By the time you know enough to choose a good financial adviser, you don't need one. | bogleheads.org is my advisor: The ER is 0.0% and the advice always solid.
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Re: Were You Around During Dotcom Bubble?

Post by Dottie57 »

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dukeblue219
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Re: Were You Around During Dotcom Bubble?

Post by dukeblue219 »

jason2459 wrote: Fri Jul 10, 2020 11:57 pmMyspace was a thing like Facebook is now.
MySpace launched in 2003, believe it or not only 7 months before Facebook. It peaked in the 2005/6 range when FB was still mostly a college thing. Man, those were the days.
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Re: Were You Around During Dotcom Bubble?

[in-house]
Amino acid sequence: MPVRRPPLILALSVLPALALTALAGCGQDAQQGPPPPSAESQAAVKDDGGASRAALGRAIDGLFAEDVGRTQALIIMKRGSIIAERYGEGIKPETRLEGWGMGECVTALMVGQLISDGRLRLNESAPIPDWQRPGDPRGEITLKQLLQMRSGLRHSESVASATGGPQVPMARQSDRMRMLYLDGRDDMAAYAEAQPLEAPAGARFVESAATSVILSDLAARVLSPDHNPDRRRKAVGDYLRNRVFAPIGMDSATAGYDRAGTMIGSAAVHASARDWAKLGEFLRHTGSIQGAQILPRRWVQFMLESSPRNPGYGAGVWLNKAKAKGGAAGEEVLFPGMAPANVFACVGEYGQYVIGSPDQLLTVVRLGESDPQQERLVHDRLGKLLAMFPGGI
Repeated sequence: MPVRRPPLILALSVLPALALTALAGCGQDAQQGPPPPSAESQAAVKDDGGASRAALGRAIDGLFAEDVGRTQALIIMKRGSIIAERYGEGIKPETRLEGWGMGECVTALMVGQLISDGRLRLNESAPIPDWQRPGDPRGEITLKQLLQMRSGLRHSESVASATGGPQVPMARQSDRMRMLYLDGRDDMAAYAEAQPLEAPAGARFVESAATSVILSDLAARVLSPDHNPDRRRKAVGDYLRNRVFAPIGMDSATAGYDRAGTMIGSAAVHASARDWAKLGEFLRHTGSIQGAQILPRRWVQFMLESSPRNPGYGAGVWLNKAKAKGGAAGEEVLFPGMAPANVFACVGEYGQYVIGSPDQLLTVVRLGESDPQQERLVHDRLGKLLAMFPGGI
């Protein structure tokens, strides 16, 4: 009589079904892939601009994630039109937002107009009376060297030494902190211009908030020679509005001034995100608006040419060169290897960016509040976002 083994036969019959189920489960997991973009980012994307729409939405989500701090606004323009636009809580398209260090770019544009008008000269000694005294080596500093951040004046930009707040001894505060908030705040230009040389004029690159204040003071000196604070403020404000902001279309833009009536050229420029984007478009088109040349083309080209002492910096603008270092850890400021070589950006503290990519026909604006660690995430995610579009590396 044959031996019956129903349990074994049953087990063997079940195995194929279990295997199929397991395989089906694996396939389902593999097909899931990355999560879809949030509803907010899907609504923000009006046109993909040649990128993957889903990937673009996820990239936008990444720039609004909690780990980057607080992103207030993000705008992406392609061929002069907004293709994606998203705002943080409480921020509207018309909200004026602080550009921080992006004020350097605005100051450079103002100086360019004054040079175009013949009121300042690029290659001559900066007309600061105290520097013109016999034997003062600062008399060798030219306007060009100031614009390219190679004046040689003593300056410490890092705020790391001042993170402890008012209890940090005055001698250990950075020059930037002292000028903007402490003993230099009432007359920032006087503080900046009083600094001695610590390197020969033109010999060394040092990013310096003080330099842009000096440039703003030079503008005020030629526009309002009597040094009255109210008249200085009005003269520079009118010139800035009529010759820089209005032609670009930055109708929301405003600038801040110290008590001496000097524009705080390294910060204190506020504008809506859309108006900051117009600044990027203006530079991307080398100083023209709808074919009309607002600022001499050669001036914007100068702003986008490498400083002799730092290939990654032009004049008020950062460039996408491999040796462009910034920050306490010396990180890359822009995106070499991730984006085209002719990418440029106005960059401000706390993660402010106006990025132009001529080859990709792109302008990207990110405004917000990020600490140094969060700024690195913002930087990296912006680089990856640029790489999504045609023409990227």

Post by aqan »

123 wrote: Fri Jul 10, 2020 11:39 pm Bought some Webvan in a Roth account since the sky was the limit in terms of where the value could go. It went to nothing and I had to pay the broker a commission (less than $10) to buy it for nothing from me and remove it from my account (I had gotten sick of seeing it on my statement).
My buddy used to work for webvan. They gave him an office chair and a dell server as a severance package. Good’ol days!!
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Re: Were You Around During Dotcom Bubble?

Post by McDougal »

Bfwolf wrote: Fri Jul 10, 2020 11:46 pm I was a young kid out of college, put something like $5000 in a Roth IRA and bought Cisco, thinking this was the blue chip of tech stocks. It went up, and then went down to about $2,000. Fantastic lesson for me at a reasonably affordable price.

As to applicability to current situation, I gave up trying to predict markets a long time ago. The entire US stock market seems overpriced to me, but I stick to my asset allocation.